Brad Johnson: All right. We’re getting close to the end. You’ve spent a lot of time with the Dalai Lama who is not Catholic, by the way.

Arthur Brooks: So he tells me. I keep getting him to come to mass with me. So far, he’s resisted my charms.

Brad Johnson: But that’s cool because you’ve got a spiritual leader, not of your faith. But I’m sure you’ve learned a lot from him. So, please, like what are some of the most interesting learnings that you’ve had during your time with him?

Arthur Brooks: So, I’ve spent the last, I mean, I’ve seen him regularly for 11 years. We’ve worked together, we’ve written together, we published together. And every year now in my lab at Harvard, I take our donors and some scholars and students with us to Dharamsala, his monastery in the Himalayan foothills. And we meditate with him. I’ve studied Tibetan Buddhist meditation with his monks, and I’ve learned debate techniques and all kinds of very interesting things. But with him, we have usually a conference. This year, in April of 2024, we’ll have a conference on transcendence. What is the nature of the worshiping brain? And there’s a ton of neuroscience, which he’s very interested in that shows that worshipful activity, in a sense of the greater consciousness, whether it’s God or something else, that’s what wired into us that we, I mean, this is our state of nature is to actually be believers in something. Secularism is a very recent phenomenon. And it appears, according to the research that I really trust, not to be a natural state for humans. So, what we’re going to talk about this time is really why.

But he always gives me, inevitably, great ideas on how to live my life. You know, he’ll say, “I want you to be a better Christian.” He’ll say to me, which is a really beautiful thing because his goal is my well-being, and he knows that we don’t share a religion. He’s a very universalistic guy. He’ll also give me tips. You know, one time I was looking at this, the problem of human satisfaction is that we always want more and more and more and more and more and more. And he said, “Look at it this way. Mother Nature wants you to accumulate more, but you actually need to want less, not to have more. You need to want what you have, not to have what you want. And I want you to think about that.” And that led to an entire body of research that has quantitative elements but those little nuggets that come along the way that have been incredibly helpful to me. Watching him the way that he lives his life has helped me to make my life that much better.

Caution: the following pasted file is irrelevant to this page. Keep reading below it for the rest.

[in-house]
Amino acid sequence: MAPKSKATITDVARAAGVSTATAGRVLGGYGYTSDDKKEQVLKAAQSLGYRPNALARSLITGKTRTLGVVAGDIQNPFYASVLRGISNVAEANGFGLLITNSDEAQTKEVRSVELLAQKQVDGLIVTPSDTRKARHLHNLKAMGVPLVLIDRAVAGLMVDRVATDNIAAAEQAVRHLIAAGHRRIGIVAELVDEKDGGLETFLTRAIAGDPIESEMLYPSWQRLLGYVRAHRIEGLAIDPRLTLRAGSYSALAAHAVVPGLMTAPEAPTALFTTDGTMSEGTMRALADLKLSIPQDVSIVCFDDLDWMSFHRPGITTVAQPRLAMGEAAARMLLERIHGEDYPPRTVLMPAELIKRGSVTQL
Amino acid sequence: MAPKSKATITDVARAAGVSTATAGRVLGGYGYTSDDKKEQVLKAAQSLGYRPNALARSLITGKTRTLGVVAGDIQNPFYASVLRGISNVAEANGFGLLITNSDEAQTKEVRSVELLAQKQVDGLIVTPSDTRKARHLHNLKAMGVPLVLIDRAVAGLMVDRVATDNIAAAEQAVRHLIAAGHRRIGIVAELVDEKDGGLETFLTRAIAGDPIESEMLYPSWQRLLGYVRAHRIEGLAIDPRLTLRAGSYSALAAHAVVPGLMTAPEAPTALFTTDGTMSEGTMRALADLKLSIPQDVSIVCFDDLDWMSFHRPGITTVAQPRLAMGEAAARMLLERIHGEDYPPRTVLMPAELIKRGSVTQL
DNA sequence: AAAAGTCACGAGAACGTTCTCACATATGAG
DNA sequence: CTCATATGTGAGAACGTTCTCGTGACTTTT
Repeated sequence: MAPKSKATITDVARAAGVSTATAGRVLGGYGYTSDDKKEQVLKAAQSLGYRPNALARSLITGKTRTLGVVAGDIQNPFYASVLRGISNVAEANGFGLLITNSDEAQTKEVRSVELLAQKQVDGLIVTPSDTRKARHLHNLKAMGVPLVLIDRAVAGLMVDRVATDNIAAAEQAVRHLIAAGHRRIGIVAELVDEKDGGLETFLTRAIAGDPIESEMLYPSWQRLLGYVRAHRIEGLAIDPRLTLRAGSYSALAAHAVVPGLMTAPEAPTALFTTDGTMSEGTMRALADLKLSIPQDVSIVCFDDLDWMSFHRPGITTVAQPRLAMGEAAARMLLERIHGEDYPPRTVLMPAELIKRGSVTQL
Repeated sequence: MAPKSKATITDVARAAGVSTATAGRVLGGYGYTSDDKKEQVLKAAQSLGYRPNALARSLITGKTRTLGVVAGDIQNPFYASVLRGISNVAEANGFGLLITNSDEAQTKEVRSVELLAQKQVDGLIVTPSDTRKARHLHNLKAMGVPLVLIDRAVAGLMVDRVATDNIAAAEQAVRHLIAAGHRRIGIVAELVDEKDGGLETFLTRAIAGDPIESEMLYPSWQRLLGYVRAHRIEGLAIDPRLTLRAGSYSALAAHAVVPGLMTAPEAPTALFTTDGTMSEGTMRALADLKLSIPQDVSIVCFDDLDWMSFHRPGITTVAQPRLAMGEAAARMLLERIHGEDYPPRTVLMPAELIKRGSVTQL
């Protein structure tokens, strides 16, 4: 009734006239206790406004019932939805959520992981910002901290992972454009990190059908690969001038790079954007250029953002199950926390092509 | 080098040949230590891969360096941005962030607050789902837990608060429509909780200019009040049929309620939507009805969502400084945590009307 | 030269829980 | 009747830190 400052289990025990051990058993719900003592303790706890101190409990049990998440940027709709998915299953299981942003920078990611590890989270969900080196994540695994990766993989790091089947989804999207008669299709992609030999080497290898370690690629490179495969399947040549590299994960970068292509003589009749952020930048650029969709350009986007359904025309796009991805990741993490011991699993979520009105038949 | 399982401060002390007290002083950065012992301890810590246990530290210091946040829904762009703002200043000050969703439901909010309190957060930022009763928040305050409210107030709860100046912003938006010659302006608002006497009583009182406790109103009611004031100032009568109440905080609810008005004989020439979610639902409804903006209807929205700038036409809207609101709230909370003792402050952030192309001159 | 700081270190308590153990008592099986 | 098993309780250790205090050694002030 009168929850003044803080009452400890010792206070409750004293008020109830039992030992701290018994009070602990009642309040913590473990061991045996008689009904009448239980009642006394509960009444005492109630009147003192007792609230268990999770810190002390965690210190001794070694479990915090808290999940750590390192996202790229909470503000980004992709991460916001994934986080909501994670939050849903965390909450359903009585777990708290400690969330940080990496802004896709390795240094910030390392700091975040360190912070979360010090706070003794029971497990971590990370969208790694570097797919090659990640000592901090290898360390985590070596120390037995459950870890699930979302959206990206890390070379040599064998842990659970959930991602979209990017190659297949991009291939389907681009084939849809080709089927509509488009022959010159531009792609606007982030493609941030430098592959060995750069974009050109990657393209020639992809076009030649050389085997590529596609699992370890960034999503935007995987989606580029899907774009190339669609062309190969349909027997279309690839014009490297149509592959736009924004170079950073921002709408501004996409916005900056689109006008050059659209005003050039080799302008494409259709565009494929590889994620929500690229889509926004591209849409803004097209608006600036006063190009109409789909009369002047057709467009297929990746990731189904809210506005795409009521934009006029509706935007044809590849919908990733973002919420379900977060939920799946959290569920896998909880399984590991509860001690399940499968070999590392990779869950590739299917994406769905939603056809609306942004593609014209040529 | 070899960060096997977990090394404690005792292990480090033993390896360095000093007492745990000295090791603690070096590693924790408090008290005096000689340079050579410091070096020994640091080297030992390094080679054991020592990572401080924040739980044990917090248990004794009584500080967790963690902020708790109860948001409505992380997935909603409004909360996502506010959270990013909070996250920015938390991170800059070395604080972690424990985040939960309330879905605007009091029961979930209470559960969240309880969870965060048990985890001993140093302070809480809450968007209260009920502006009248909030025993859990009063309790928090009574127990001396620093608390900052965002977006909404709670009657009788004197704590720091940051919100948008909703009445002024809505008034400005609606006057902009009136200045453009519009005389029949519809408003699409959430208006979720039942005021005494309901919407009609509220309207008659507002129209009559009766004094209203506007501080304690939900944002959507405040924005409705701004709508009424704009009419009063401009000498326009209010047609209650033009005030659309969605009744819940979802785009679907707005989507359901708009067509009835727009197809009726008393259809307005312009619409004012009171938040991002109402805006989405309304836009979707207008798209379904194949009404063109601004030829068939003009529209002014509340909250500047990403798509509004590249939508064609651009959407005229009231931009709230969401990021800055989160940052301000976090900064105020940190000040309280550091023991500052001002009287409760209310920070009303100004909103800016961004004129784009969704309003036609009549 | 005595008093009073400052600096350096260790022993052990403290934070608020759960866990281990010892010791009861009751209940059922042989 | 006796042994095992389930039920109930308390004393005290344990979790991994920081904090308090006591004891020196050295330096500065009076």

Brad Johnson: That kind of takes us back to the very beginning of this conversation about the more and more and more. I’ve asked. I have three children, and I’ve asked many friends that are further down that path than me, that have done really well for themselves, how to not raise spoiled and entitled children. Because my children are growing up in a very different situation than I did.

Arthur Brooks: Were you not raised with nice things, Brad?

Brad Johnson: I grew up on a farm in Kansas. Not a very small farm that barely survived the 80s. And so, yes, I guess.

Arthur Brooks: My guess is that you had everything but money, right?

Brad Johnson: Yeah. You know, but what’s cool about that experience, Arthur, is I never felt poor. I never felt like we didn’t have enough because my parents basically gave everything to us.